Injuries in the pre-season have severely hampered Rosler’s plans. Critics will say the players were “overtrained”, leading to niggling injuries for too many. But only time will tell if Chris Haslam’s routines pay dividends over the coming weeks, with Latics physically outperforming the opposition.
The loss of free agents Jean Beausejour and Jordi Gomez over summer was a body blow for the German. Both were able to provide a certain poise that has been lacking since their departure. The lack of creativity in midfield is a cause for concern, although a fit Shaun Maloney would go a long way to solving those problems. It remains to be seen whether the Adam Forshaw saga will be resolved, but the Brentford player would also add creativity if Rosler could get him.
Rosler continues to scour the market for central strikers to add a third to his squad. Marc-Antoine Fortune remains an option in attack despite his poor goalscoring record. Oriel Riera just could not get into the game in the first half at Charlton, where there was a disconnect between midfield and the big forwards. One hopes he will not go the way of Mauro Boselli who was starved of service with Charles N’Zogbia on the right flank and Hugo Rodallega on the left, both of whom were going to go for goal themselves, rather than supply the central striker. Boselli’s demise is a chilling reminder of what can happen to central strikers at Wigan.
Rosler’s new signings will take time to settle in. Andrew Taylor was troubled by injury in pre-season and is clearly not at his best. Don Cowie made a useful contribution at Charlton and with time he will become an important player. Despite having a good technique, Cowie keeps things simple, harrying the opposition, tacking, intercepting, and making sure his passes reach his teammates. Emyr Huws has already made a positive impression. Strong in the tackle, with a cultured left foot, he is playing in the Chris McCann position. The young full backs, James Tavernier and Aaron Taylor-Sinclair will be gradually eased in, more often used as wing backs where the defensive duties are less onerous.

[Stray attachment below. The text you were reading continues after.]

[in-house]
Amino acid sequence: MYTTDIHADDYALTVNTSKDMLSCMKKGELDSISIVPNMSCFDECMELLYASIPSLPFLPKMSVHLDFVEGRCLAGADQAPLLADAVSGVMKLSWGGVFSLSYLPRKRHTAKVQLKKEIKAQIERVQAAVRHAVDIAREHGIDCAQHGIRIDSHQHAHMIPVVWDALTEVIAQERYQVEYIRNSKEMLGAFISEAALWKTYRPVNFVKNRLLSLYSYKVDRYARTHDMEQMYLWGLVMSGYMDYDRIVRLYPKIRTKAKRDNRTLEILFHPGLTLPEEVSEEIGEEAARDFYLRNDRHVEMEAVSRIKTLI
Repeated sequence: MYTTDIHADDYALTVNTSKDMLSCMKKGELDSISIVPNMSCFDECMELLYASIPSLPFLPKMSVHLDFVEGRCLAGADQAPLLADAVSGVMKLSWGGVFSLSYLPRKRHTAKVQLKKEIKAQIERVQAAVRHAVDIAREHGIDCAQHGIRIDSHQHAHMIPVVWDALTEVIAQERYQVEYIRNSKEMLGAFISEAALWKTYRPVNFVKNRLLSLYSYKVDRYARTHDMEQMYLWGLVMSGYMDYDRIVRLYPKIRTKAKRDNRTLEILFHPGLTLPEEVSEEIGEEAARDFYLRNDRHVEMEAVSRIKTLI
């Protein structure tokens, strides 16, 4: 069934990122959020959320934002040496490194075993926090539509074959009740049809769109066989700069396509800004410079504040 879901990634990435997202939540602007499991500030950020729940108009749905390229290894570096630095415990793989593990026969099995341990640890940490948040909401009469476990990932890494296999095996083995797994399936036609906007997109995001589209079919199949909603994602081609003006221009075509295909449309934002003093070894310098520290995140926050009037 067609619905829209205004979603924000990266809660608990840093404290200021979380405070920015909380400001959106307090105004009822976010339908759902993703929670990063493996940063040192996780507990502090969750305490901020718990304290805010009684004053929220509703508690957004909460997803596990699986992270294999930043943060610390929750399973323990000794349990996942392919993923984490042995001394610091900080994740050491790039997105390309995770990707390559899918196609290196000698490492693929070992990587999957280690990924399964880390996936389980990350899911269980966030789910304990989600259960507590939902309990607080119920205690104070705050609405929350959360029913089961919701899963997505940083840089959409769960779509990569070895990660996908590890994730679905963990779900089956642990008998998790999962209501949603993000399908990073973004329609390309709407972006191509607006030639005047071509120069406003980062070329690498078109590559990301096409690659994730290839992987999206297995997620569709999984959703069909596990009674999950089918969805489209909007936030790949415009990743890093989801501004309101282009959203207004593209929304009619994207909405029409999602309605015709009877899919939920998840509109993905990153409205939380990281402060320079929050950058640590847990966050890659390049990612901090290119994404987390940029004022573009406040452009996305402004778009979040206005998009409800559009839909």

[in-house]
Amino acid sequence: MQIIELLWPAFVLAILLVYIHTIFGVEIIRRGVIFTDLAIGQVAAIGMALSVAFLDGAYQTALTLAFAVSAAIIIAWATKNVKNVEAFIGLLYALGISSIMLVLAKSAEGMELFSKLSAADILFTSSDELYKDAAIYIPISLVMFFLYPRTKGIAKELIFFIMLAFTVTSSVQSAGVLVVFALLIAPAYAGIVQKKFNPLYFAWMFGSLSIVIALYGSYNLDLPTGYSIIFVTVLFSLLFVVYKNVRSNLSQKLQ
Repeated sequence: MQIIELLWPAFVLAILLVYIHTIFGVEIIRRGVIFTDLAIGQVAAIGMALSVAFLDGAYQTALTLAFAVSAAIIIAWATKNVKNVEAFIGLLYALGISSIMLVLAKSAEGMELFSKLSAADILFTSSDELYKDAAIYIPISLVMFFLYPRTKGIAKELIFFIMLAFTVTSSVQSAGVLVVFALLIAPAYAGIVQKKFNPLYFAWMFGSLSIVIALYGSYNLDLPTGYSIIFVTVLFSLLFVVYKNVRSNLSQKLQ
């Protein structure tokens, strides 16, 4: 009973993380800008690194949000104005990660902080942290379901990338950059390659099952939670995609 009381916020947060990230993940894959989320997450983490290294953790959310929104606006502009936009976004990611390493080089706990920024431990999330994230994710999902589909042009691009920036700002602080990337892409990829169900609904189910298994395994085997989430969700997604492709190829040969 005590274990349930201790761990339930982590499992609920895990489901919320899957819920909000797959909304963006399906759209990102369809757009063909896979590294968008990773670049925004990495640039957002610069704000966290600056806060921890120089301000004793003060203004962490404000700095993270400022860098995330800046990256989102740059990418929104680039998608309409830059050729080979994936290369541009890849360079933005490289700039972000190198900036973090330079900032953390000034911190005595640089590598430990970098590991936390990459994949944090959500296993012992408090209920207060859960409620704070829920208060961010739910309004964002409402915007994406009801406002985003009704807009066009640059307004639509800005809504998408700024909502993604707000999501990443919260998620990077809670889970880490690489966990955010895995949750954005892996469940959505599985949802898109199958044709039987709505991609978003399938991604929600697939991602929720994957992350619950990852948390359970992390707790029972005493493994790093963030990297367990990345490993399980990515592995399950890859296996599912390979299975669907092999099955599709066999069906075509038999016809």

Rosler will continue to demand that his players embrace his high tempo, high pressing game. It has been unrealistic to expect a team that has been palpably unfit up to this point to perform at that level of intensity. The end result has too often been hoofing the ball out of defence, although football returned to their play at The Valley. The team was clearly playing under orders to play the ball out of defence and build up through midfield. With two new players in the middle of the park it is going to take time to develop the mutual understanding that will make the midfield tick like a well-oiled machine. Cutting out the hoofing is the important step.
Only two teams in the division – Bournemouth and Millwall – have won both of their opening league games. There are four teams who are pointless. Latics have not made the worst start, but expectations are high and they have disappointed so far. But there are another 44 matches to go.
Like any manager Rosler will be judged on results. With the signing of another creative midfielder and another central striker he will have a squad that will be the envy of most other clubs in the division. As the squad gets fitter and his key players raise their levels of performance the results will surely come.
For the moment Rosler needs the continued support of the fans and the owner. Latics are lucky to have such a talented and bright manager.
Despite the poor start, promotion remains a distinct possibility. Uwe Rosler is the man to lead Latics back into the Premier League.